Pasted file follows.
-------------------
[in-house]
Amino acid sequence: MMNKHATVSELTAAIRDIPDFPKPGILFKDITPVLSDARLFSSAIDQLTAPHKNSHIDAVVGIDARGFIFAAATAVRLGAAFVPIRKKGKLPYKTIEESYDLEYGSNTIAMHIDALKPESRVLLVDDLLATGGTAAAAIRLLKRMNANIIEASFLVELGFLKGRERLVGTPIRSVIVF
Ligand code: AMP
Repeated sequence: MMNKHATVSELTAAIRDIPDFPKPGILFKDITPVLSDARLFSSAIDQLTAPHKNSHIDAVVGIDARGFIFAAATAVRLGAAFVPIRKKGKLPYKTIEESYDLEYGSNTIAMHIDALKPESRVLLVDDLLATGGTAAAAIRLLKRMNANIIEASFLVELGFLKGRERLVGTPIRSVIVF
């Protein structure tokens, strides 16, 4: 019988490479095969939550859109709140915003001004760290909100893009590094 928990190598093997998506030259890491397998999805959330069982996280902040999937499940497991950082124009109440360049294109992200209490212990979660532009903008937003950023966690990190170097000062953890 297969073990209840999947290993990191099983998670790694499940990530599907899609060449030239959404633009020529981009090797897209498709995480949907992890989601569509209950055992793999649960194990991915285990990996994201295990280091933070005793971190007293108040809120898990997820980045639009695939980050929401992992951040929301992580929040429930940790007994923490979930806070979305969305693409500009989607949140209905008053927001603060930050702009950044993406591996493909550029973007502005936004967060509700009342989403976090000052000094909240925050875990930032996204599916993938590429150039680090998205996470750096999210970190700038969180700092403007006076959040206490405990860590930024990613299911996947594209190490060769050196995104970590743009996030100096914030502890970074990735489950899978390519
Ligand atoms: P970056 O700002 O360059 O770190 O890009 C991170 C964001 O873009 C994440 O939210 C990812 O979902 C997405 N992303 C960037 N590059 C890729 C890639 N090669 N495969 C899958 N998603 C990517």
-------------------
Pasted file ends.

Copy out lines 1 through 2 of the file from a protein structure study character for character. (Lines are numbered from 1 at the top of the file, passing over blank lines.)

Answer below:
[in-house]
Amino acid sequence: MMNKHATVSELTAAIRDIPDFPKPGILFKDITPVLSDARLFSSAIDQLTAPHKNSHIDAVVGIDARGFIFAAATAVRLGAAFVPIRKKGKLPYKTIEESYDLEYGSNTIAMHIDALKPESRVLLVDDLLATGGTAAAAIRLLKRMNANIIEASFLVELGFLKGRERLVGTPIRSVIVF